DTY: The Insurance Guide | Sponsored by Brownyard Group
How Do PMPs Maintain Their Vehicles?


Peter YoungWhen we talk about pest management safety, we often talk about the chemicals in products that professionals use or the liabilities that they face when working in homes and businesses. What some pest management professionals (PMPs) may not realize is that their commute is one of the most dangerous aspects of the job.

PMPs spend much of their day in the vehicle, driving from client to client. As you know, winter does not stop calls from homeowners and businesses. Cold weather can lead to an increase in pest problems, as pests seek indoor warmth, leading to increased volume — which means more driving for PMPs.

Any time of the year, driving can be hazardous, as distracted drivers and other threats loom large. As the holiday season begins to hit its stride, though, these threats are amplified significantly. Holiday traffic volume, slippery weather conditions and impatient drivers combine to create a dangerous environment for drivers.

According to the National Highway Traffic Safety Administration (NHTSA), 17 percent of vehicle crashes occur during winter driving conditions. The U.S. Department of Transportation Federal Highway Administration estimates that nearly 900 people die and 76,000 people are injured in vehicle crashes per year in snowfall and sleet conditions. Winter weather conditions create a significant hazard for drivers during this time of year. PMPs must ensure that they are prepared accordingly.

You know to maintain your vehicles and drive safely. Yet as an insurance professional, I know all too well how good habits can fall by the wayside and result in accidents. Checklists are a good way to fight complacency; consider using a winter driving checklist to confirm vehicles are prepared for harsh conditions. Here’s one to get you started.

Before the first storm of the year:
  • Top off the vehicle’s wiper fluid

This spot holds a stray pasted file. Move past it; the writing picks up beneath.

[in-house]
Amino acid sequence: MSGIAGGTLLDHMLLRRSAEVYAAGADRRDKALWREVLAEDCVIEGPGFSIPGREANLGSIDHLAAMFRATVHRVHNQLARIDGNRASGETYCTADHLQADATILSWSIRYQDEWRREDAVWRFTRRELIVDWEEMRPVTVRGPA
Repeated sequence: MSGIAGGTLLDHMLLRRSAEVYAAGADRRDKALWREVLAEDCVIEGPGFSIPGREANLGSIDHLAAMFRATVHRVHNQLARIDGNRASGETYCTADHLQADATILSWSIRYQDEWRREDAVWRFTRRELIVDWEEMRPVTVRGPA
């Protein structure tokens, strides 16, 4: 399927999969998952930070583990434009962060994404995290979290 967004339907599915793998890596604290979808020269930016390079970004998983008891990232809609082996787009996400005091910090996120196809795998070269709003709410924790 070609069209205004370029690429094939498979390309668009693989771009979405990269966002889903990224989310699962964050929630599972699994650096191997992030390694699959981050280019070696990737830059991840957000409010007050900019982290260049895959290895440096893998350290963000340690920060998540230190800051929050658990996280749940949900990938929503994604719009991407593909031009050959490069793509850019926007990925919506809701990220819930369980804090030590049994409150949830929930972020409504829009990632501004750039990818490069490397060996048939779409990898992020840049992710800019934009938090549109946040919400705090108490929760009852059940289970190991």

• Check tire tread and inflation
  • Make sure you have a spare tire that it is properly inflated
  • Prepare an emergency kit with blankets, water, cell phone chargers, jumper cables, flares or reflectors, and a flashlight
On a weekly basis:
  • Clean windows and cameras to make sure there’s proper visibility from all angles
  • Check the vehicle's battery regularly, as colder temperatures tend to cause batteries to deplete faster
  • Keep your gas tank full, as winter weather can prolong time on the road and force you to change routes
On a daily basis:
  • Turn on phone features such as “do not disturb” mode before hitting the road
  • Drive patiently, and watch out for road hazards, such as black ice
  • Slow down and provide extra following distance in icy conditions
This checklist covers some best practices for preparing for winter driving, but there are more ways that PMPs can stay safe, learn from mistakes and recover from accidents. As insurance professionals specializing in the pest management space, we at PCOpro keep a careful eye on industry trends, such as the rise in auto claims during these months. We are always prepared to help our clients stay safe and protected from risk, including winter driving conditions.

Peter Young is Account Manager and Underwriter at the Brownyard Group, the leading insurance program administrator behind PCOpro, specialized insurance coverage for pest control operators. He can be reached at pyoung@brownyard.com.

PMP's Direct To You provides pest management professionals with educational refreshers on timely and critical topics essential to operational success. This content is not be used as a substitute for obtaining legal advice from an attorney licensed to practice where you live. Look for the content-rich PMP Direct To You archives at mypmp.net/direct-to-you-archive.

This newsletter was produced by North Coast Media's content marketing staff in collaboration with Brownyard Group.


Pest Management Professional is a property of North Coast Media, LLC.
1360 E. Ninth St., 10th Floor, Cleveland, OH 44114
© 2019 North Coast Media. All Rights Reserved.
Reproduction in whole or in part is prohibited without written permission.